Source: Prajavani Kannada daily dt 24th May 2013
Figures in table represents with percentages.
The table depicts that man folk is ahead to women
with respect to literacy rate. The increase of 19% of
female literacy rate of two census resulted into only
4% increase in work force.
Empowerment of women has emerged as an important
issue in India. Women play pivotal role in
development of nation. Women should be respected
both in the society and in the family. The status of
women can be increased by providing economic,
social, political and cultural freedom which leads to
empowerment. The Government has introduced
various schemes such as DWCRA, TRYSEM and
SGSY to empower women. Self-help Group is one
among them. It is meant for who are suffering from
poverty and cannot fulfil their needs. It is for poor
women and for marginalized women.
Self Help Groups (SHGs):
The access to credit for the poor from conventional
banking is often constrained by lack of collateral and
high transaction costs associated with small borrower
accounts. Hence, micro finance has emerged as a
viable alternative to reach the under privileged
Indian Journal of Commerce & Management Studies ISSN: 2240-0310 EISSN: 2229-5674
Volume V Issue 1, Jan. 2014 56 www.scholarshub.net
sections of the society for their social and economic
empowerment through financial intermediation.
Micro finance involves provision of thrift, credit and
other financial services and products of very small
accounts to the poor for enabling them to raise their
income levels and thereby improve living standards.
In this regard, a number of initiatives have been taken
to augment the flow of bank credit to the micro
enterprises in rural and semi urban areas set up by
vulnerable sections of society including women.
Banks have been advised to provide maximum
support to SHGs. A SHG is voluntary association
may be registered or unregister entrepreneurs with a
homogeneous social and economic background,
voluntarily associated together to save small amounts
regularly and mutually agreeing to contribute to a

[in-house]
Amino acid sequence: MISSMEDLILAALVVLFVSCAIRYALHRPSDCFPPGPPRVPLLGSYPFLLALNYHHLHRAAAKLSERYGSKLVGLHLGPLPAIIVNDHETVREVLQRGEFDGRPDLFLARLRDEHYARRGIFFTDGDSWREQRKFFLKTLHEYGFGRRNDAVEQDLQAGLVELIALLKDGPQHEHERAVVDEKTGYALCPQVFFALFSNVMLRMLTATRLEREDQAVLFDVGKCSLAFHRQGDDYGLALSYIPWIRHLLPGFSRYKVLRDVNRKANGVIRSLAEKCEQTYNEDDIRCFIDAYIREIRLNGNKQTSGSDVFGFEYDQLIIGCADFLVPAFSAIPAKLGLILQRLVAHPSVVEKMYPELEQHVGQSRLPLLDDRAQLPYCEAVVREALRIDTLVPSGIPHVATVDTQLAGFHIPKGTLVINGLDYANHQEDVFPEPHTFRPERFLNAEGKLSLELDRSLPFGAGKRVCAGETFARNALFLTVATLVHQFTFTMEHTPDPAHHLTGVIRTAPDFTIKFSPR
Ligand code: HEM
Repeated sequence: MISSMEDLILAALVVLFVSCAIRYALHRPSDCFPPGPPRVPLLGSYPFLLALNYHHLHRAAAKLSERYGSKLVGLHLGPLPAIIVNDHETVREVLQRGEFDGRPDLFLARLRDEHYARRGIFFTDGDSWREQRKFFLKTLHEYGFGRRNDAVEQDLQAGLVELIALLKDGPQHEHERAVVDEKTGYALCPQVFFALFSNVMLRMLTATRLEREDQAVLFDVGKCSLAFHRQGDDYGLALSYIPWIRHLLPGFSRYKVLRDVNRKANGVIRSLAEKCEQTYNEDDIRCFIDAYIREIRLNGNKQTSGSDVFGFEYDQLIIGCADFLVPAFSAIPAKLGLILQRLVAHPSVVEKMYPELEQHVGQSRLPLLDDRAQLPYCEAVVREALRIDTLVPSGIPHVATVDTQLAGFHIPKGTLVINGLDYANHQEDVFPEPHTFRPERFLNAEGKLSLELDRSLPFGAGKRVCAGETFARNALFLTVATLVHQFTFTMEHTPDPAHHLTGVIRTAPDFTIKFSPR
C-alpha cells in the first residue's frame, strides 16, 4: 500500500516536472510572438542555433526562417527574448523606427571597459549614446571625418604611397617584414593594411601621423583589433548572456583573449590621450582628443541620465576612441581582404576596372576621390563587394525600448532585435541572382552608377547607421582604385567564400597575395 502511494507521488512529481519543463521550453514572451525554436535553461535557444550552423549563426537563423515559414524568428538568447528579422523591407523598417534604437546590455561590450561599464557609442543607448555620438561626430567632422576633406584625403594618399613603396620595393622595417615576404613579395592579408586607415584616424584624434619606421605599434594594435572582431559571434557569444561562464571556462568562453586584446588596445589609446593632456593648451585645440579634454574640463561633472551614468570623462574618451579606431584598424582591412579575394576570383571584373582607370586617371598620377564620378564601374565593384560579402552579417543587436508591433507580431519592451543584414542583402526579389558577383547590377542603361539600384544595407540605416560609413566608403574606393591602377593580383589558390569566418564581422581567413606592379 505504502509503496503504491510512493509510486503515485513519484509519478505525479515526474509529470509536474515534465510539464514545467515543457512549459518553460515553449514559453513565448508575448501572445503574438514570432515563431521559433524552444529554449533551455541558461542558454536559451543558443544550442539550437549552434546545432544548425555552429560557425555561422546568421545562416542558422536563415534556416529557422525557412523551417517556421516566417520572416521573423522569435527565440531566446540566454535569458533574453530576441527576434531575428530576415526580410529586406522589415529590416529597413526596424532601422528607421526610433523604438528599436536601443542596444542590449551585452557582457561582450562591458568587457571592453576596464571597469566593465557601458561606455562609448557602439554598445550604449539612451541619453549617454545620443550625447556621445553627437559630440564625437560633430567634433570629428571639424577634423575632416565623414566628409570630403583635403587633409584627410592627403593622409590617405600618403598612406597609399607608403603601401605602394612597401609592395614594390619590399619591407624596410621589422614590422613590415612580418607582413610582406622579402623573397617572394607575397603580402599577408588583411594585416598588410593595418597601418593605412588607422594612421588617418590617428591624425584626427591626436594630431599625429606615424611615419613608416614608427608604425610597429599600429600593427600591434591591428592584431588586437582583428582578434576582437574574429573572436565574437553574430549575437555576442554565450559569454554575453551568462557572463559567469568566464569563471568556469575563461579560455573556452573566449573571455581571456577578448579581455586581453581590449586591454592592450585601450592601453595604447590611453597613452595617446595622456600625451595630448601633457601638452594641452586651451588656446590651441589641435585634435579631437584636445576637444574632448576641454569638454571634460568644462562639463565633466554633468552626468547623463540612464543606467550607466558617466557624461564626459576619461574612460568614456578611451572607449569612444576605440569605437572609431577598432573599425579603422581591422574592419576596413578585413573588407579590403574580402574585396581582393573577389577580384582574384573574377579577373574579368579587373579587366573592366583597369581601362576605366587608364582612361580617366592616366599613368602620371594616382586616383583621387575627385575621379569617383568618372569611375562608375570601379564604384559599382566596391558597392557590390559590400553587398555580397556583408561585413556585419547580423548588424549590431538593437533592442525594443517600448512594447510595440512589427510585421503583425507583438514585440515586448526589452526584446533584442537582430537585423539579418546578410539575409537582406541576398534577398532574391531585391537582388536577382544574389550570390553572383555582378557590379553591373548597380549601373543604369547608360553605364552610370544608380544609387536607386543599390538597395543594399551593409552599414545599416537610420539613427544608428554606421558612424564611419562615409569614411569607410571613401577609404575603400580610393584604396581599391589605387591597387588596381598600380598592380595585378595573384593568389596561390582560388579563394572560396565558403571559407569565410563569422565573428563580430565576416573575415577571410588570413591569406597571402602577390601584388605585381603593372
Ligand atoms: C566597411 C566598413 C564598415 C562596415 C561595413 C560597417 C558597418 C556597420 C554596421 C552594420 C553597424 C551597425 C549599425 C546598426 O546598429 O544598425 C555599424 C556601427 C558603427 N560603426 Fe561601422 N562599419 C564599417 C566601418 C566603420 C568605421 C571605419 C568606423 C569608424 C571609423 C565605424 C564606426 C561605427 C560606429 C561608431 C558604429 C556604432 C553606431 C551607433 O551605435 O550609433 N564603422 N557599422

common fund to meet their emergency needs on
mutual help basis. The wisdom and peer pressure are
used by group members to ensure proper end-use and
timely repayment of credit. The peer pressure is the
recognized as an effective replacement for collaterals.
The transaction cost for both lender and borrowers can
be reduced by financing through SHGs. Since 1996,
as per the Reserve Bank of India (RBI) directions,
financing of SHGs is a part of priority sector lending.
Features of SHGs:
A voluntary association of the women, by the
women and for the women.
Homogeneous in nature in terms of occupation,
caste, class and marital status.
Based on the principle of equity, equality and
democracy.
A group for bringing out women development in a
holistic manner.
Having common desire to work as an action group.
A group for mobilizing other women to introduce
small savings and credit activities for self-reliance
and economic emancipation.
Significance of Study:
The access to credit for the poor from conventional
banking is often constrained by lack of collateral and
high transaction costs associated with small borrower
accounts. Hence, micro finance has emerged as a
viable alternative to reach the under privileged
sections of the society for their social and economic
empowerment through financial intermediation.
Micro finance involves provision of thrift, credit and
other financial services and products of very small
accounts to the poor for enabling them to raise their
income levels and thereby improve living standards.
In this regard, a number of initiatives have been taken